Exploring through a mountain turned dungeon staring at the same tile-set on the walls for hours on end may sound like something that would make for a dull and tedious game. Especially when the game limits you movement capabilities to a square-based grid and tosses environmental puzzles your way that could be easily solved if you could stand at a diagonal position. Then there’s the odd dial-a-spell magic system and unclear narrative that come off as clumsy. But somehow, Legend of Grimrock, developed by Finnish studio (seriously, is there anything the Finns can’t do?) Almost Human, have taken all of these bad design troupes and used them in a way that makes the game a highly memorable, and more importantly, deeply engaging game experience that should not be missed.
If you are familiar with old-school first person PC RPGs like Eye of the Beholder, than you should know exactly what you’re getting into here, so you can stop reading and just go play the game and get full satisfaction. For others, in Legend of Grimrock, everything is based on square tiles, the map, movement, puzzles, etc. Even your adventuring party is square; a group of 4 that your design yourself whom are all chained together, have been charged with a crime and cast into a mountain cum dungeon, Mt. Grimrock. Your task is to escape the mountain, and if you do so, your crimes will be absolved.
Comedy in video games is something quite rare. I can only think of a handful of games that can make me honestly laugh my ass off with truly genuine jokes and situations. The first Portal, a toss in bonus game that was included in Valve’s deal of the century, “The Orange Box”, blew me away. Let alone that the ingenious gameplay concept was one of the most original ideas I’ve seen in a game in years, the humor and writing in it were honed to perfection spurring one of the biggest memes in internet history, “The cake is a lie.” Valve had created an unintentional monster and Portal went on to be lauded as on of the best games of this current console generation(and according to many reputable game sites, the best game ever). Valve had some hefty expectations to live up to when making a sequel to a game held in such high reverence. And did they do it, well in short, you better bet your ass they did.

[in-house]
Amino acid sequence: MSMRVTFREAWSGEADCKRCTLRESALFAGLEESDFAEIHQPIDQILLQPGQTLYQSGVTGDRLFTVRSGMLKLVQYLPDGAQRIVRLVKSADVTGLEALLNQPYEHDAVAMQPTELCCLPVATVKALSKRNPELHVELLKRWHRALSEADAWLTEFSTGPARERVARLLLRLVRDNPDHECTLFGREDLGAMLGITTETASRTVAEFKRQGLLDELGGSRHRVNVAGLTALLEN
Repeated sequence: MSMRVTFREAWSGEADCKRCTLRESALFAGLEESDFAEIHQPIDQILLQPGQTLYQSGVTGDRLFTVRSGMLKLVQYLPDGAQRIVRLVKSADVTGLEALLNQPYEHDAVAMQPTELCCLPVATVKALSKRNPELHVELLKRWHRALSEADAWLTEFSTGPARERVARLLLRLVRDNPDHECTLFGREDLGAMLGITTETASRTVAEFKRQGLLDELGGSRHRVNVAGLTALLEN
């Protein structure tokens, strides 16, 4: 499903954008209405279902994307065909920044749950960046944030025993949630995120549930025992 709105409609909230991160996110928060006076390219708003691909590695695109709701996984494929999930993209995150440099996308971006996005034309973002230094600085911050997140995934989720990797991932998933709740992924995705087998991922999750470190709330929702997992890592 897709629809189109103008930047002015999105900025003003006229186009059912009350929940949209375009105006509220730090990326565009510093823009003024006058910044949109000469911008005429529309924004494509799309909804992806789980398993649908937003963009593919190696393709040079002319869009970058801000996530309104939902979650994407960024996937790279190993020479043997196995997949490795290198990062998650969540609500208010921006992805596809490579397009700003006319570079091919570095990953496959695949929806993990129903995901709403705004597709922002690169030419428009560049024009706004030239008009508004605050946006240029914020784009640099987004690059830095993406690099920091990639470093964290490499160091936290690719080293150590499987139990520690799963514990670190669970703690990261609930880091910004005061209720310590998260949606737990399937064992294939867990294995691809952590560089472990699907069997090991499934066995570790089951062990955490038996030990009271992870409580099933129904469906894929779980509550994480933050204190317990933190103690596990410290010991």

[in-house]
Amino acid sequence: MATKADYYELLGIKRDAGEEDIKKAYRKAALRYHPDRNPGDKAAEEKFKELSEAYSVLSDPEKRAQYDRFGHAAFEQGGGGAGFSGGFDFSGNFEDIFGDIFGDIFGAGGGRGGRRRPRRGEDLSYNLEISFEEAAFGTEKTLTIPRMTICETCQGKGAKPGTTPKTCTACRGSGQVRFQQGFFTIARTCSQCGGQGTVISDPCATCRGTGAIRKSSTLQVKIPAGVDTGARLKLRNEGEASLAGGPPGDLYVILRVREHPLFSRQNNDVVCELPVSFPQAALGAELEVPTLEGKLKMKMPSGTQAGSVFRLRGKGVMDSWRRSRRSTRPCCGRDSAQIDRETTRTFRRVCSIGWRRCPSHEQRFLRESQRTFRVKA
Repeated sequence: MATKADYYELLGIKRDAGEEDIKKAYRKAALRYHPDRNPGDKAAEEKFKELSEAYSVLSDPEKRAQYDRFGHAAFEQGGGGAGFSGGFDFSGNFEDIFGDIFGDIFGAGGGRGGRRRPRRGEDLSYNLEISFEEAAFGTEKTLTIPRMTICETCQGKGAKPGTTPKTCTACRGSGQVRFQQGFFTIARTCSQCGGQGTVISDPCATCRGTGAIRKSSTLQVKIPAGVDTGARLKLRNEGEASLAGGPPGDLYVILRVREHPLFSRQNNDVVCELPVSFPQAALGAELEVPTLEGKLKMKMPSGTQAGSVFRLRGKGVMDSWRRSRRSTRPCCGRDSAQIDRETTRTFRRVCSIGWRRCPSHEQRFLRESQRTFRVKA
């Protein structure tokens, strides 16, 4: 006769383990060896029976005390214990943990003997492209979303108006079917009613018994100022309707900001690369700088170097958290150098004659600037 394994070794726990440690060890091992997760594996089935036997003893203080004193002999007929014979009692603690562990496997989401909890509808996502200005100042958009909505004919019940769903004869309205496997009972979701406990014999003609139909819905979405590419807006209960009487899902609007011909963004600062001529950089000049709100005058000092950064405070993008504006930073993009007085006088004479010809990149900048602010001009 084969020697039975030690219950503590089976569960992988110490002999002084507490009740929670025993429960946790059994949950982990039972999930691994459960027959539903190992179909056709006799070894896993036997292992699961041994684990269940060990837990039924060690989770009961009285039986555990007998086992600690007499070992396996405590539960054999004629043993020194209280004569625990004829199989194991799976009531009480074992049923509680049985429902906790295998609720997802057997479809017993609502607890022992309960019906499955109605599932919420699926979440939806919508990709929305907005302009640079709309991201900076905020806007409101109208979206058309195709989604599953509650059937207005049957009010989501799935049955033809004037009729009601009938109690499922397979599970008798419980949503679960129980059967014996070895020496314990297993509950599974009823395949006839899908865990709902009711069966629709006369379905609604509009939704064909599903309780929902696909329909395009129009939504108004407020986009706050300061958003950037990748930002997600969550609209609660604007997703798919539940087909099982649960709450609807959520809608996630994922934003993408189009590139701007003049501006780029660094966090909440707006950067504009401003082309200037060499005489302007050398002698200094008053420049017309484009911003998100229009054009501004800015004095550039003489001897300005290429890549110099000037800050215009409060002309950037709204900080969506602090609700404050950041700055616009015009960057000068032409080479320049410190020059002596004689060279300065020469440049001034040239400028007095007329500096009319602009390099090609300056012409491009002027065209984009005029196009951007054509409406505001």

Have you ever seen the movie Night of the Living Dead? What that movie did is present a bleak outlook, created deepened horror, and created a contrasting effect on the subject matter by deciding to use black and white in lieu of color. It works extremely well and adds another layer of depth to the film. When used properly(like the aforementioned film) this trick can add more artistic merit to the film and in the end what you get is more of an experience more so than entertainment.
So, why am I talking about movies when I should be reviewing a video game. Well video games have as many things in common with movies as they do differences. One of the things they have in common is how an artistic choice can have a major impact on the whole of a game giving it a whole different meaning. This artistic choice in question is the use of black and white. In the 2D side scrolling platform/puzzle game Limbo by Playdead Studios you traverse a world completely devoid of color as you push forward to discover the purpose of your journey. The lack of color in this game creates a harrowing experience that, unlike a movie, can only be experienced in video game form.